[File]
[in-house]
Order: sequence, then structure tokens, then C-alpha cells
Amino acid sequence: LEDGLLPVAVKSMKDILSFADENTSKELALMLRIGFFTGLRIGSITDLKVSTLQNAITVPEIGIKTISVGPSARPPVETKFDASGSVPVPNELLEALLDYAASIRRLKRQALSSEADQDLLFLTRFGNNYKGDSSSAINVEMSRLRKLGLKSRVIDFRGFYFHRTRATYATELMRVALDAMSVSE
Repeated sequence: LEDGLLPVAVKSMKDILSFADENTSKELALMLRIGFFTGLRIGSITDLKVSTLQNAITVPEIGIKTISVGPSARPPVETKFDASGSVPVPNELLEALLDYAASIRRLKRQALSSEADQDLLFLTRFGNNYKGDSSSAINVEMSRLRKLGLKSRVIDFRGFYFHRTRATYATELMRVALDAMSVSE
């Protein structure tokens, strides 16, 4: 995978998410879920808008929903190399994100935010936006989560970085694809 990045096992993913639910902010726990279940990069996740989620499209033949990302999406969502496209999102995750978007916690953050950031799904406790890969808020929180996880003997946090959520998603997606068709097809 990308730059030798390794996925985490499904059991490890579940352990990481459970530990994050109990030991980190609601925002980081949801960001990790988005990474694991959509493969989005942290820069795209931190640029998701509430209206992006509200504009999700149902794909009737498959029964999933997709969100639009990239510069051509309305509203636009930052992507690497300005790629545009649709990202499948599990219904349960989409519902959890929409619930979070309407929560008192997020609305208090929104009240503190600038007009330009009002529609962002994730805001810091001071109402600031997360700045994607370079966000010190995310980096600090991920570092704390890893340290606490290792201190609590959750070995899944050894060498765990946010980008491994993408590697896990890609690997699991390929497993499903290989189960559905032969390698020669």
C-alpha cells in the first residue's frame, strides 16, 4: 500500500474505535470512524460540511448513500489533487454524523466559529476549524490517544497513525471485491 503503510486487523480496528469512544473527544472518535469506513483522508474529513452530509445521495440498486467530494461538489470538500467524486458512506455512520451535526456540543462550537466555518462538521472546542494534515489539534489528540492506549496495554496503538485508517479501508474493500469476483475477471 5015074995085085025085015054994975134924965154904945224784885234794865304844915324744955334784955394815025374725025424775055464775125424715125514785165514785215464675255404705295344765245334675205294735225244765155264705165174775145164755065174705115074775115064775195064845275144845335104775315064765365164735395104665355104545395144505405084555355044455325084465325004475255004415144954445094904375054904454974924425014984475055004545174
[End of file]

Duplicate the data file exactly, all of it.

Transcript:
[in-house]
Order: sequence, then structure tokens, then C-alpha cells
Amino acid sequence: LEDGLLPVAVKSMKDILSFADENTSKELALMLRIGFFTGLRIGSITDLKVSTLQNAITVPEIGIKTISVGPSARPPVETKFDASGSVPVPNELLEALLDYAASIRRLKRQALSSEADQDLLFLTRFGNNYKGDSSSAINVEMSRLRKLGLKSRVIDFRGFYFHRTRATYATELMRVALDAMSVSE
Repeated sequence: LEDGLLPVAVKSMKDILSFADENTSKELALMLRIGFFTGLRIGSITDLKVSTLQNAITVPEIGIKTISVGPSARPPVETKFDASGSVPVPNELLEALLDYAASIRRLKRQALSSEADQDLLFLTRFGNNYKGDSSSAINVEMSRLRKLGLKSRVIDFRGFYFHRTRATYATELMRVALDAMSVSE
């Protein structure tokens, strides 16, 4: 995978998410879920808008929903190399994100935010936006989560970085694809 990045096992993913639910902010726990279940990069996740989620499209033949990302999406969502496209999102995750978007916690953050950031799904406790890969808020929180996880003997946090959520998603997606068709097809 990308730059030798390794996925985490499904059991490890579940352990990481459970530990994050109990030991980190609601925002980081949801960001990790988005990474694991959509493969989005942290820069795209931190640029998701509430209206992006509200504009999700149902794909009737498959029964999933997709969100639009990239510069051509309305509203636009930052992507690497300005790629545009649709990202499948599990219904349960989409519902959890929409619930979070309407929560008192997020609305208090929104009240503190600038007009330009009002529609962002994730805001810091001071109402600031997360700045994607370079966000010190995310980096600090991920570092704390890893340290606490290792201190609590959750070995899944050894060498765990946010980008491994993408590697896990890609690997699991390929497993499903290989189960559905032969390698020669």
C-alpha cells in the first residue's frame, strides 16, 4: 500500500474505535470512524460540511448513500489533487454524523466559529476549524490517544497513525471485491 503503510486487523480496528469512544473527544472518535469506513483522508474529513452530509445521495440498486467530494461538489470538500467524486458512506455512520451535526456540543462550537466555518462538521472546542494534515489539534489528540492506549496495554496503538485508517479501508474493500469476483475477471 5015074995085085025085015054994975134924965154904945224784885234794865304844915324744955334784955394815025374725025424775055464775125424715125514785165514785215464675255404705295344765245334675205294735225244765155264705165174775145164755065174705115074775115064775195064845275144845335104775315064765365164735395104665355104545395144505405084555355044455325084465325004475255004415144954445094904375054904454974924425014984475055004545174